Human and animal rights

Dogs were housed and maintained in accordance with international standards on animal care, animal husbandry, and humane treatment (European Convention for the Protection of Vertebrate Animals used for Experimental and Other Scientific Purposes, Strasbourg, 1986).


  1. 1.
    Stoikes NFN, Scott JR, Badhwar A, Deeken CR, Voeller GR. Characterization of host response, resorption, and strength properties, and performance in the presence of bacteria for fully absorbable biomaterials for soft tissue repair. Hernia. 2017;21:771–82.CrossRefGoogle Scholar
  2. 2.
    Coda A, Lamberti R, Martorana S. Classification of prosthetics used in hernia repair based on weight and biomaterial. Hernia. 2012;16:9–20.CrossRefGoogle Scholar
  3. 3.
    Vogels RRM, Kaufmann R, van den Hil LCL, van Steensel S, Schreinemacher MHF, Lange JF, Bouvy ND. Critical overview of all available animal models for abdominal wall hernia research. Hernia. 2017;21:667–75.CrossRefGoogle Scholar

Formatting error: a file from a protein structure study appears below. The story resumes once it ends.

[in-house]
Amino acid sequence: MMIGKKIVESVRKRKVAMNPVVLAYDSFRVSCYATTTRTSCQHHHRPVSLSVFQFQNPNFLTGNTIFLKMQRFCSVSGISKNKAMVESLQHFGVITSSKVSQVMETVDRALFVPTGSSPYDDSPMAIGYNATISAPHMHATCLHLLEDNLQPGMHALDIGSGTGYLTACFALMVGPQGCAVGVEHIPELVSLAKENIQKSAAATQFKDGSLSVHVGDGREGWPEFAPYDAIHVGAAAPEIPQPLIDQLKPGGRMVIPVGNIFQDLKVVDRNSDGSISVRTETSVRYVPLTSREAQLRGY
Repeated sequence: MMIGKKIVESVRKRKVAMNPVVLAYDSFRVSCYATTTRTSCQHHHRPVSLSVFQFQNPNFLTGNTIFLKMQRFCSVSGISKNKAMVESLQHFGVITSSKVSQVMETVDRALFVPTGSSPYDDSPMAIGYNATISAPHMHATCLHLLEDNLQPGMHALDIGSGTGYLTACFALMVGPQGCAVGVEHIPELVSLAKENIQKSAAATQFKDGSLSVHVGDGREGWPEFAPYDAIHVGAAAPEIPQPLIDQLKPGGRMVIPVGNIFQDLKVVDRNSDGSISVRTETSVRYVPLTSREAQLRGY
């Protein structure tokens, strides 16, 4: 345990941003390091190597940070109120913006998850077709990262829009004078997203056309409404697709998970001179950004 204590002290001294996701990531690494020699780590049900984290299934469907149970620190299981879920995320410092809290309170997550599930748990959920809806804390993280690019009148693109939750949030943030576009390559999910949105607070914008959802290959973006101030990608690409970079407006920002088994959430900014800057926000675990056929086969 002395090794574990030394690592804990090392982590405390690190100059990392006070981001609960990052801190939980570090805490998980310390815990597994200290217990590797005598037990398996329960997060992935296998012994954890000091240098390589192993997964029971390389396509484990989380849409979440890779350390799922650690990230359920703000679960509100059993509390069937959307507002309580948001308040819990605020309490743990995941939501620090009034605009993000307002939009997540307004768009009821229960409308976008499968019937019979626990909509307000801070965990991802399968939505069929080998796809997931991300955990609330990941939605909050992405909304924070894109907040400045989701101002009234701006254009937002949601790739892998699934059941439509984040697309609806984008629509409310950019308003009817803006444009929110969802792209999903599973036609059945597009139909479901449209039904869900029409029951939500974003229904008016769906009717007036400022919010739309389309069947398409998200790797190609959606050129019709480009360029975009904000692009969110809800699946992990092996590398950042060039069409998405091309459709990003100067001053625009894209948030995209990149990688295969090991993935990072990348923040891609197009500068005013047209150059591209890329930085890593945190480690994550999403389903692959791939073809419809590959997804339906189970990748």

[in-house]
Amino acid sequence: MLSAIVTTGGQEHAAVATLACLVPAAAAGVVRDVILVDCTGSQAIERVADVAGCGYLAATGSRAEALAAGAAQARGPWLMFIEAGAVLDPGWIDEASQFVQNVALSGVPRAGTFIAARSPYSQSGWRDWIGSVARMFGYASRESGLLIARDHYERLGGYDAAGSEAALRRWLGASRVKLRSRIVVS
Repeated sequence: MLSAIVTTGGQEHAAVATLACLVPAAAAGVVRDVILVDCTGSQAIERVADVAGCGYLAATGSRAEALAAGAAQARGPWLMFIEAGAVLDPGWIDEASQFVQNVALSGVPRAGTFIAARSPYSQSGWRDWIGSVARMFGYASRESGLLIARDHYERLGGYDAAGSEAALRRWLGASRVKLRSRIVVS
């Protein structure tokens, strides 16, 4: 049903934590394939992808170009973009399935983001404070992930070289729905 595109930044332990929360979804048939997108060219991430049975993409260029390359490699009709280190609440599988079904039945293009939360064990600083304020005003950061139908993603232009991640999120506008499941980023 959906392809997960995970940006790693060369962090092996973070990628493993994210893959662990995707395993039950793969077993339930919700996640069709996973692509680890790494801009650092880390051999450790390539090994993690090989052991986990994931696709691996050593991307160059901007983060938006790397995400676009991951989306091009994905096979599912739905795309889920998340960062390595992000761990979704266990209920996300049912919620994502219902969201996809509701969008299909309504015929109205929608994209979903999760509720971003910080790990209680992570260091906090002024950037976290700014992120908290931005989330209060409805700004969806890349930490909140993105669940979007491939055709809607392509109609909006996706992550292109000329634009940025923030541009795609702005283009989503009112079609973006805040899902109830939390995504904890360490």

4. 4.
    Todros S, Pavan PG, Pachera P, Natali AN. Synthetic surgical meshes used in abdominal wall surgery: Part I—materials and structural conformation. J Biomed Mater Res B. 2017;105:892–903.CrossRefGoogle Scholar
  5. 5.
    Falcão SC, Coelho AR, Evêncio Neto J. Biomechanical evaluation of microbial cellulose (Zoogloea sp.) and expanded polytetrafluoroethylene membranes as implants in repair of produced abdominal wall defects in rats. Acta Cir Bras. 2008;23:184–91.CrossRefGoogle Scholar
  6. 6.
    Dahman Y. Nanostructured biomaterials and biocomposites from bacterial cellulose nanofibers. J Nanosci Nanotechnol. 2009;9:5105–22.CrossRefGoogle Scholar
  7. 7.
    Lima FMT, Pinto FCM, Andrade-da-Costa BLS, Silva JGM, Campos Júnior O, Andrade Aguiar JL. Biocompatible bacterial cellulose membrane in dural defect repair of rat. J Mater Sci Mater Med. 2017;28:37.CrossRefGoogle Scholar
  8. 8.
    Silveira RK, Coelho ARB, Pinto FCM, Albuquerque AV, Melo Filho A, Andrade Aguiar JL. Bioprosthetic mesh of bacterial cellulose for treatment of abdominal muscle aponeurotic defect in rat model. J Mater Sci Mater Med. 2016;27:129.CrossRefGoogle Scholar
  9. 9.
    Wiegand C, Moritz S, Hessler N, Kralisch D, Wesarg F, Müller F, Fischer D, Hipler UC. Antimicrobial functionalization of bacterial nanocellulose by loading with polihexanide and povidone-iodine. J Mater Sci Mater Med. 2015;26:245.CrossRefGoogle Scholar
  10. 10.
    Saska S, Barud HS, Gaspar AMM, Marchetto R, Ribeiro SJL, Messaddeq Y. Bacterial cellulose-hydroxyapatite nanocomposites for bone regeneration. Int J Biomater. 2011;2011:1–8.CrossRefGoogle Scholar
  11. 11.
    Klemm D, Schumann D, Udhard U, Marsch S. Bacterial synthesized cellulose: artificial blood vessels for microsurgery. Prog Polym Sci. 2001;26:1561–603.CrossRefGoogle Scholar
  12. 12.